70. Well, yes, definitely in relation to other forms of taxation. Everything is relative dontcha know? however the general political tone in the US seems to be a knee jerk rejection of tax period. When the GST was introduced, by a conservative government, here in Canada the howling was very very loud. That government fell to the incoming Liberals with one plank of their platform being repeal the GST. They won a majority, ruled for many a year, and never touched the hated GST. Still, it is a very reasonable elegant tax that can lessen the income tax and corporate tax rate.

  71. "Elegant," "Can raise Large Sums of Money"

    You could be describing Bank Robbery, or almost any form of Financial Crime. Color me, "unimpressed."

    The point I've been making all along. NO POLITICIAN WILL EVER Vote to DO AWAY with a "Tax." Not a Democrat, Not a Republican, Not an Anarchist Totalitarian Rosicrucian.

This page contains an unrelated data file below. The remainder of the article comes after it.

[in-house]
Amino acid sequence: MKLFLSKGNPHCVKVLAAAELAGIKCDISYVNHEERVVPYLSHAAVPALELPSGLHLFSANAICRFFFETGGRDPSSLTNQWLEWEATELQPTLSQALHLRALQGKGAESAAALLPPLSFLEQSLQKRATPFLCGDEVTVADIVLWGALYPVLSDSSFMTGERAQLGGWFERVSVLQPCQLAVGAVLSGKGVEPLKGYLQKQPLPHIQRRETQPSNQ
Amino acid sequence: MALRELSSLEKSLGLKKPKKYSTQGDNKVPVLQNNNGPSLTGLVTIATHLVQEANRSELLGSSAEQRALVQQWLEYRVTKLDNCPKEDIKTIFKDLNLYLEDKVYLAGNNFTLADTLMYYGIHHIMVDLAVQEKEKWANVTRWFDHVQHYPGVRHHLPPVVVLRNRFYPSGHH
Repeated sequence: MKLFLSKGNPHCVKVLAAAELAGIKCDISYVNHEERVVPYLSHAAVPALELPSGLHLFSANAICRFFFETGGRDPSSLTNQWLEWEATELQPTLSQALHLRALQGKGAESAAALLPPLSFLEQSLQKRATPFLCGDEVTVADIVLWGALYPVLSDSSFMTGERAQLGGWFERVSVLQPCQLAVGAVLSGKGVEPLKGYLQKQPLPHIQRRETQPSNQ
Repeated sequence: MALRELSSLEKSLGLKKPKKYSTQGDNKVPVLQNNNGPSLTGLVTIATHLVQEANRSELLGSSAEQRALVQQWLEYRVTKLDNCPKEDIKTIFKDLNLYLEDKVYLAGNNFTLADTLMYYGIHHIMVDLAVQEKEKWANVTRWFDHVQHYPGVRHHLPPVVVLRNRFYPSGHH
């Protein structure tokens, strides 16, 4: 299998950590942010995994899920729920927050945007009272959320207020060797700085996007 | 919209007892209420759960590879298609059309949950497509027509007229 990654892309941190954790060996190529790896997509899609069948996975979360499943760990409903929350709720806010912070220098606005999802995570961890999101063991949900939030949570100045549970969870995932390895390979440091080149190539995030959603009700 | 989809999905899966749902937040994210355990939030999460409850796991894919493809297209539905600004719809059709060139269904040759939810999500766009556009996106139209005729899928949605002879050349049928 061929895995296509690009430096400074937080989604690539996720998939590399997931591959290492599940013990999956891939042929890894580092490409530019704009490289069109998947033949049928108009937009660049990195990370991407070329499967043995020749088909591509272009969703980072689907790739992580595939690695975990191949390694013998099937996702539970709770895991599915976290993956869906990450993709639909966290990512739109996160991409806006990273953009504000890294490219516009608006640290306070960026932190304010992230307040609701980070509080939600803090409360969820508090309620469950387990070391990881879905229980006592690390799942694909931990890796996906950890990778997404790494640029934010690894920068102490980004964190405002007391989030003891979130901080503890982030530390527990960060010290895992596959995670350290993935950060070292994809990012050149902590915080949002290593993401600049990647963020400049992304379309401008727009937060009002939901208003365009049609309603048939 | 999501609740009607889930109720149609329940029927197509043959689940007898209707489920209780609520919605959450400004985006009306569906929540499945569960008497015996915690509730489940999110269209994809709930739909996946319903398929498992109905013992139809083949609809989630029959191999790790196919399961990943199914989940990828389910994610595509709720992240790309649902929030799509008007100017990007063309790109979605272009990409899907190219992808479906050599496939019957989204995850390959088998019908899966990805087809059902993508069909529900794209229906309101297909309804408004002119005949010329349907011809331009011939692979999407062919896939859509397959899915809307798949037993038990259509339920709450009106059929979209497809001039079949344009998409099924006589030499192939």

When you've got the VAT, you've got Cancer. Lethal, Terminal Cancer. It will, eventually, eat your economy Alive.

  72. And, I've got a flash for you. Half the Republicans on Capital Hill are secretly ejaculating in their pants at the thought of a VAT.

    It will not be fought nearly as vociferously as you probably suppose.

  73. Lay off the fucking Rosicrucians!!

    We are a non-political secret brotherhood.

    Our only commerce is in secret knowledge.

    You sectarian running dog.


  74. "It will not be fought nearly as vociferously as you probably suppose."

    Wrong. It's an election year.


  75. "I have friends who have roped bears, from horse back, in the Tonto Basin."

    This explains a lot.